To Stop A Hurricane, Shoot It Full Of Dry Ice?

From the PopSci archives, an audacious plot to knock out hurricanes

Can we steer hurricanes away? June 1956

PopSci archives

What's crazier than a Frankenstorm on Halloween? This U.S. Weather Bureau plan from 1956 to steer away hurricanes by seeding them with dry ice. Weather scientists hoped that shooting pellets of solid carbon dioxide into a storm's clouds would unbalance it enough to send it off course (and hopefully not just make it angry.)

This June 1956 Popular Science article admitted that even the researchers behind the scheme thought it was somewhat brazen. But, as one unnamed specialist said, "Hurricane control is such an important subject that we cannot afford to overlook any possibilities."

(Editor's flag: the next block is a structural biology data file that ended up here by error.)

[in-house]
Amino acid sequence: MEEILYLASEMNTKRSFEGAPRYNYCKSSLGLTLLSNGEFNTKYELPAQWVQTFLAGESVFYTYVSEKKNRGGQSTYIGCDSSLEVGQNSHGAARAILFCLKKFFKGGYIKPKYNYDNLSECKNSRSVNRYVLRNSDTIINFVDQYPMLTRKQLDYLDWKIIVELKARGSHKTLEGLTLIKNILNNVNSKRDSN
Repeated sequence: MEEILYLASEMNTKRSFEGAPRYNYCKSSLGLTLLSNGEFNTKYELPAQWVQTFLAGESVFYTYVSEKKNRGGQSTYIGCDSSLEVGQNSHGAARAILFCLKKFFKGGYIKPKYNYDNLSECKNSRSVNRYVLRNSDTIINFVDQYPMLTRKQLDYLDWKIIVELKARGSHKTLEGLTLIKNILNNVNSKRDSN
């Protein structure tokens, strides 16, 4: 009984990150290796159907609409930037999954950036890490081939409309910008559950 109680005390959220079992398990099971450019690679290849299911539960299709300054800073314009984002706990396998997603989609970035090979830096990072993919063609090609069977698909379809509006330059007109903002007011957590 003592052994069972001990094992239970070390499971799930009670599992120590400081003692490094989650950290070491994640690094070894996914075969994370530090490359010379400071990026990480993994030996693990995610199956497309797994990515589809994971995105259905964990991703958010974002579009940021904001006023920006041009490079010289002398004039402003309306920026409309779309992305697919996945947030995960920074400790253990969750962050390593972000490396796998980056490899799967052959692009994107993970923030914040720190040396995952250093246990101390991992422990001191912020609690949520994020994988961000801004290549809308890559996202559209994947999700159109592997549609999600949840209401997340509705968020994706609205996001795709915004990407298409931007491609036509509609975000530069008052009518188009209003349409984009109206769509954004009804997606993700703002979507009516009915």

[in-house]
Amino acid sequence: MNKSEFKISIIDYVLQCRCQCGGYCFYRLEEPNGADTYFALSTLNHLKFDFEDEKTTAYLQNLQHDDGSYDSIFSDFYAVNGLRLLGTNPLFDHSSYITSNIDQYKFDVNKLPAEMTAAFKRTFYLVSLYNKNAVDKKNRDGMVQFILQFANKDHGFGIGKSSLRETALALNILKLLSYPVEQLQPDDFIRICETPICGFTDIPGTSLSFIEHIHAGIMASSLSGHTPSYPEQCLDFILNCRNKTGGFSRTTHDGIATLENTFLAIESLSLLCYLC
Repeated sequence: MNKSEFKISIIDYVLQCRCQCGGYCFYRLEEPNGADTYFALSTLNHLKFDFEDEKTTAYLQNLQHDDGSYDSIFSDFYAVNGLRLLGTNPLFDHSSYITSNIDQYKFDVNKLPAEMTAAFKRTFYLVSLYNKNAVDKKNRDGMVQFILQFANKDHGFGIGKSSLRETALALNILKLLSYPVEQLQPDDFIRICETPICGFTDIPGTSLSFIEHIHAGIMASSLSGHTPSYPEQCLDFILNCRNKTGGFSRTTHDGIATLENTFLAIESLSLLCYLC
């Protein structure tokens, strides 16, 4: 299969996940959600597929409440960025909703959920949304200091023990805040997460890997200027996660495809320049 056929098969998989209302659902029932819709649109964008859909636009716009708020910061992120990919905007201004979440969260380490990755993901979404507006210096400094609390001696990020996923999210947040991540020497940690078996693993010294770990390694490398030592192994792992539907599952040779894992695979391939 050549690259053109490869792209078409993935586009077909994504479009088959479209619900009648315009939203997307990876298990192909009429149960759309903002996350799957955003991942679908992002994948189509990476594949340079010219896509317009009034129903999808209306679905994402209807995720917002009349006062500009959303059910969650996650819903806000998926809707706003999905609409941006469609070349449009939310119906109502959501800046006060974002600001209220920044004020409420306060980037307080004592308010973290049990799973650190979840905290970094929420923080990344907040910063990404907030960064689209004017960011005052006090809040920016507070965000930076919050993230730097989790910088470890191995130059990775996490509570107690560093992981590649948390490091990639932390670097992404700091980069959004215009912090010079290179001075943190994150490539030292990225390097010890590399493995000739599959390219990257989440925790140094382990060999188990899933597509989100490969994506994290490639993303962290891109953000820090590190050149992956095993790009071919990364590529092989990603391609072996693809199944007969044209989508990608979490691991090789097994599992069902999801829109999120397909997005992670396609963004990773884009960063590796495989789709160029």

During the 1960s, the U.S. government explored releasing both dry ice and silver iodide into storm clouds, but the experiments were inconclusive. In 1983, Project Stormfury was shut down.

Read on for more from "Can We Steer Away Hurricanes?"

First, you sprinkle cherry-sized pellets of dry ice on a cloud - it must be a super-cooled cloud, its temperature below freezing. The dry ice immediately produces tiny ice crystals. Each crystal becomes a nucleus around which more moisture from the cloud freezes. This forms snowflakes of rapidly increasing size, which fall through the cloud. When the snowflakes reach warmer altitudes they melt into rain.

Read the full story in our June 1956 issue.